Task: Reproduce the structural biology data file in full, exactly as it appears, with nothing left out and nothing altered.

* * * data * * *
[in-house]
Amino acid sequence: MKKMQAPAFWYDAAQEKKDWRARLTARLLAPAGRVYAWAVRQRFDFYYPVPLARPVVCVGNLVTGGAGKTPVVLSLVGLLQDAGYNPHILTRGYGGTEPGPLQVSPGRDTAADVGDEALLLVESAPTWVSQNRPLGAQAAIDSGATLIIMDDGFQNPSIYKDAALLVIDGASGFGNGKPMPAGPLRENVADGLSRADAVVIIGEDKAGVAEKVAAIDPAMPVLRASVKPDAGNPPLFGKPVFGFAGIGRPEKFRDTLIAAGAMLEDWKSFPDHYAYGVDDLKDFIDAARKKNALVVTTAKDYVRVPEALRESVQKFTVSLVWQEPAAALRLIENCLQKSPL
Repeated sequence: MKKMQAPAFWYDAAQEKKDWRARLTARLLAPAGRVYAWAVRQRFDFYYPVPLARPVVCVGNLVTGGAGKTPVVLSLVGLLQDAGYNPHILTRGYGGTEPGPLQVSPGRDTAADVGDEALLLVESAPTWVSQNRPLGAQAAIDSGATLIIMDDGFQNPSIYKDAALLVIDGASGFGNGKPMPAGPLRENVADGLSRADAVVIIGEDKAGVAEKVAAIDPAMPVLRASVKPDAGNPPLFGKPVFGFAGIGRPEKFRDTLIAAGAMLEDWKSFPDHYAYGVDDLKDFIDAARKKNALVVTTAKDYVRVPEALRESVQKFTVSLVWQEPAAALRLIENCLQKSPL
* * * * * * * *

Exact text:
[in-house]
Amino acid sequence: MKKMQAPAFWYDAAQEKKDWRARLTARLLAPAGRVYAWAVRQRFDFYYPVPLARPVVCVGNLVTGGAGKTPVVLSLVGLLQDAGYNPHILTRGYGGTEPGPLQVSPGRDTAADVGDEALLLVESAPTWVSQNRPLGAQAAIDSGATLIIMDDGFQNPSIYKDAALLVIDGASGFGNGKPMPAGPLRENVADGLSRADAVVIIGEDKAGVAEKVAAIDPAMPVLRASVKPDAGNPPLFGKPVFGFAGIGRPEKFRDTLIAAGAMLEDWKSFPDHYAYGVDDLKDFIDAARKKNALVVTTAKDYVRVPEALRESVQKFTVSLVWQEPAAALRLIENCLQKSPL
Repeated sequence: MKKMQAPAFWYDAAQEKKDWRARLTARLLAPAGRVYAWAVRQRFDFYYPVPLARPVVCVGNLVTGGAGKTPVVLSLVGLLQDAGYNPHILTRGYGGTEPGPLQVSPGRDTAADVGDEALLLVESAPTWVSQNRPLGAQAAIDSGATLIIMDDGFQNPSIYKDAALLVIDGASGFGNGKPMPAGPLRENVADGLSRADAVVIIGEDKAGVAEKVAAIDPAMPVLRASVKPDAGNPPLFGKPVFGFAGIGRPEKFRDTLIAAGAMLEDWKSFPDHYAYGVDDLKDFIDAARKKNALVVTTAKDYVRVPEALRESVQKFTVSLVWQEPAAALRLIENCLQKSPL